Where all the research is done!
Where all the research is done!

The tour guide also showed us the section that he was most proud of as he had designed it. A set of rooms for making the actual drugs and proteins to export to hospitals. Making the drugs requires extremely sterile technique to prevent giving someone who is already sick something that will make them worse. The rooms are designed to be extremely sterile.

To enter the rooms you pass through an airlock where you are required to cover every inch of your body in a disposable gown.

The airlock goes to a hallway with access to three separate clean rooms.

There is “negative pressure” in the rooms. That means that air is constantly entering the room from the top and going out the bottom. This is so that if any cells that are worked with in the rooms get into the air, they will be redirected to teh ground and sucked out through a grate in the wall instead of ending up in someone’s medicine.

The air is cleaned excessively to about 3000 times more clean than average air before entering the facility.

There is a lot of electrical equipment in the rooms that will require replacing eventually. To prevent electricians from having to gown up just to replace a lightbulb, all the eletricals are accessible from panels on the second story of the building.

It was pretty cool for a scientist like me to see the best possible place to do research in. The tour guide mentioned that he does tours of the interior of the super clean rooms for smaller groups. I might take him up on that at a later time!

-GoCorral

I Used to Square Dance

Here's what I looked like when this story was taking place. Yeah...
Here’s what I looked like when this story was taking place. Yeah…

When I was about ten years old I took square dancing lessons.

I was homeschooled for most of elementary school and one of the other home school kid’s parents started a square dancing class.

I went to the first few lessons for free with a few other homeschool friends. Once we knew the basics we performed at a mall to try and attract other students.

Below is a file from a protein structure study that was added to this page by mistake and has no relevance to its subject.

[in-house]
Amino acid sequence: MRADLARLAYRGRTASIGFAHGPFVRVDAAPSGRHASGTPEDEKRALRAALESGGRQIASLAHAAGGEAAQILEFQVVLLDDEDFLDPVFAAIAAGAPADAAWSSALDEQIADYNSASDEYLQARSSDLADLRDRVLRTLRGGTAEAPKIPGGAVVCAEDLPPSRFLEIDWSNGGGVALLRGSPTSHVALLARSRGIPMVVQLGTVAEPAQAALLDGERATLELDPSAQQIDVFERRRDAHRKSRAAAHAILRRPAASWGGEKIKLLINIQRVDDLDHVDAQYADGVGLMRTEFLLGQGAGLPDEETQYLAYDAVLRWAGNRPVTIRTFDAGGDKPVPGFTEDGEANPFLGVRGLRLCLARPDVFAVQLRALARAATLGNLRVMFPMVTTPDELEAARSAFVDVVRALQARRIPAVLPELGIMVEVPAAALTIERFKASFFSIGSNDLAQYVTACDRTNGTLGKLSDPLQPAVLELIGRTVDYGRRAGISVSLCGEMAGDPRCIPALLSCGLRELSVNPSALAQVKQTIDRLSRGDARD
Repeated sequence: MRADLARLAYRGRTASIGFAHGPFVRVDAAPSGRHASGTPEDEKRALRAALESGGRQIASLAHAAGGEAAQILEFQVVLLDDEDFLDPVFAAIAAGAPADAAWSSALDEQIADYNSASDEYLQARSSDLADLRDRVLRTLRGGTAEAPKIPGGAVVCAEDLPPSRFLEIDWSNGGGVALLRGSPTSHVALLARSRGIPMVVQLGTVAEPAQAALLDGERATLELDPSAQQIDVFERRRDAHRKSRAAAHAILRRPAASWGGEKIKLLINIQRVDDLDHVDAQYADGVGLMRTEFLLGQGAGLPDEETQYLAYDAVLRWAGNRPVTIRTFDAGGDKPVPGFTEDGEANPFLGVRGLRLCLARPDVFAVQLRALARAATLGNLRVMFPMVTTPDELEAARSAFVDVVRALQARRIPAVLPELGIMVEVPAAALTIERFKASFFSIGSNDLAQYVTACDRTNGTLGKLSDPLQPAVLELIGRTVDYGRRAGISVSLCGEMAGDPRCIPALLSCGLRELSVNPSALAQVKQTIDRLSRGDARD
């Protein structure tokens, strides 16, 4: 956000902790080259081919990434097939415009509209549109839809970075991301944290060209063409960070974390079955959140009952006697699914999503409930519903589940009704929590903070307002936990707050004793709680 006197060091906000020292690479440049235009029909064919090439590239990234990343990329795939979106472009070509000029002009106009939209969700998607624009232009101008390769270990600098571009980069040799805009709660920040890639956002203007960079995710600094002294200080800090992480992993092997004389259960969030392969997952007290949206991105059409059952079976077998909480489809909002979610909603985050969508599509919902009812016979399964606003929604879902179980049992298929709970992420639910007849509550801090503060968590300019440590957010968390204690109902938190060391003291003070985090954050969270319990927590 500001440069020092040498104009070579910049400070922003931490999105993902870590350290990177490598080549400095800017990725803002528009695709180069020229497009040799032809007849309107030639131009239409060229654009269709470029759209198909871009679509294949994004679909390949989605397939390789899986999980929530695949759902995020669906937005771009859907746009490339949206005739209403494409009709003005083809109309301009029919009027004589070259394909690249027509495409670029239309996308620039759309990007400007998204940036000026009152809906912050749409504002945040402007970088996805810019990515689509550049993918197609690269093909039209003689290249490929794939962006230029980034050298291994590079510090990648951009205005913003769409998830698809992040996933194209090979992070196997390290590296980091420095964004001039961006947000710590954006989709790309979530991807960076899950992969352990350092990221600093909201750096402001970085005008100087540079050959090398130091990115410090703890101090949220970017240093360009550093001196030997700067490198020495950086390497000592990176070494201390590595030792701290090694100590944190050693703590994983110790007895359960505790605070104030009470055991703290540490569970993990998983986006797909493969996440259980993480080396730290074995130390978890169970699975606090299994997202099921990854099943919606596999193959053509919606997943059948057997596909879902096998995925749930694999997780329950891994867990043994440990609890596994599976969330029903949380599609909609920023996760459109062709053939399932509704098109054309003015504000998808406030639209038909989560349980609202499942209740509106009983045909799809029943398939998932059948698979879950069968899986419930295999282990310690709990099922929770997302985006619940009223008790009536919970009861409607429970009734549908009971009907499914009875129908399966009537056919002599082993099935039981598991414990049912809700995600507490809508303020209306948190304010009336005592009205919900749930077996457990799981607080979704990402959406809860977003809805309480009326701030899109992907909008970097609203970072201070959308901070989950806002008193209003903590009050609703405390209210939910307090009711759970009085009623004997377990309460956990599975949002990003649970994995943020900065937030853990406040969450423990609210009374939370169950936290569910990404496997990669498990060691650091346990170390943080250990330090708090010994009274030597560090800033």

I continued taking lessons after that, but my other friends stopped going. There weren’t a lot of replacements either. The mall performance ended up not panning out.

Often the lessons wouldn’t have enough people to form an eight person square. Even when we had enough people the girls always had to occasionally dance the men’s part (not that unusual for dance classes actually).

My mom kept taking me to the square dancing lessons for awhile. Thinking back on it now, part of the reason might’ve been because of the square dance teacher’s daughter.

We were about the same age and I can be fairly certain that she had a crush on me.

I think I would’ve felt the same way if I was into girls at that age, but I wasn’t yet.

I eventually told my mom that I wanted to stop going to the lessons. One of the other kids taking lessons there had really dry scaley skin and I didn’t like touching her skin when we danced because I thought I would catch leprosy from her or something.

Course I didn’t tell my mom that. I just told her that the time it took to drive to the lessons and back was about as long as the lessons took and I wasn’t really enjoying them.

My mom seemed a little bummed and I think it was because she’d wanted me to go on a date with the teacher’s daughter.

It’s probably for the best. The teacher’s daughter had curly hair and I’ve never liked curly hair. That relationship would’ve been even shorter than most middle school relationships (half a week instead of the usual week).

-Mister Ed

TAing at Sac State

One of the lab benches of the room I teach in.
One of the lab benches of the room I teach in.

For the past few months I have been assisting in teaching a introductory biology lab at Sac State.

I TA Bio 15L which is a general education course for non-science majors. The course uses interactive labs to go over all the basics of biology, like ecology, speciation, DNA, genes, and that good stuff.

The class has been a lot of fun for me for a lot of different reasons.

I like helping out the students. Its nice to see some of them so interested in biology even if it is nowhere near what their major is. One of them is even considering switching her major.